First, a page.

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Zookeeper's death: Elephant was in chute, acted differently since other elephant's death

Published On: Dec 24 2013 09:50:57 AM CST   Updated On: Oct 13 2013 11:38:12 PM CDT

An elephant that crushed a zookeeper on Friday morning had acted differently since another elephant died a week ago.


The city of Springfield released more details early Friday evening about the death of a zookeeper at Dickerson Park Zoo on Friday morning.

Edited news release, 5:55 p.m.:

At the time of the incident, approximately 8:45 a.m., zookeepers were in the elephant barn, moving a 41-year-old female elephant, Patience, from the barn stalls into a chute.

The chute functions as a corridor connecting the barn to the yard.  The chute is about 12 feet long, with adjustable walls which can made wide or be narrow.  A narrow chute is useful for zookeepers to hold the animal when performing an inspection, which takes place at least twice a day.

Elephant chute

The chute’s walls are made of 6-inch round metal bars, about 10 feet tall, spaced about 15 inches apart — wide enough for a human to walk through, but narrow enough to restrain an elephant.

Elephants are moved through the chute several times a day, and zookeepers reported there was nothing unusual about this particular movement from the barn.

Zookeepers reported that Patience’s behavior had been hesitant and submissive since the Oct. 4 death of Connie (Pinky), the elephant herd’s matriarch. They were watching her carefully, because of this behavior. Three zookeepers were present; a minimum of two zookeepers are required to be present when approaching the protective barrier.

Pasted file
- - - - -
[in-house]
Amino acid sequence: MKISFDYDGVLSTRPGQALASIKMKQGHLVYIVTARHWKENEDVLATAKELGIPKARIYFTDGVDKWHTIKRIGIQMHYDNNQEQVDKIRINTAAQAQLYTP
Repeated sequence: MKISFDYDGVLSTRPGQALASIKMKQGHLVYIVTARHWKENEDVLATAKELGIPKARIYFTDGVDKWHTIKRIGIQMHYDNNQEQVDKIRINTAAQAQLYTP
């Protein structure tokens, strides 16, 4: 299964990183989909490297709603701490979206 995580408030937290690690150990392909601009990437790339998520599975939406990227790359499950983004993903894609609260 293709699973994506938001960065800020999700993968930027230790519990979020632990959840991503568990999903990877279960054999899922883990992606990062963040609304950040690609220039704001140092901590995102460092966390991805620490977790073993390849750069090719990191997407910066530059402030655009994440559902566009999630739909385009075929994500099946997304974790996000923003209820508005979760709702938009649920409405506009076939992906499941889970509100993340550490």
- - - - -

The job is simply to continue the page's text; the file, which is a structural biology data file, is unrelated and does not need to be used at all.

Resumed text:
The morning of the incident, Patience hesitated in the chute, and elephant manager John Phillip Bradford, 62, was coaxing her forward.  Bradford leaned into the chute, reaching for her with a guide.  The animal suddenly lunged forward, knocking Bradford down, into the chute. The animal then crushed Bradford against the floor, killing him instantly.

The other zookeepers moved quickly to pull the animal away from Bradford. The whole incident took place in a matter of seconds.

Bradford’s actions were consistent with zoo policies and AZA Guidelines for Elephant Management and Care.

The Springfield Police Department was onsite immediately after the incident and conducted an initial investigation. When finalized, their report will be made available to the City’s internal investigation team, which will include Parks Administration, Dickerson Park Zoo Management, City Safety staff from the Human Resources Department, and any additional resources needed. In addition to the City’s internal investigation, there will be other investigations by appropriate oversight agencies, including the Association of Zoos and Aquariums (AZA) Accreditation Commission.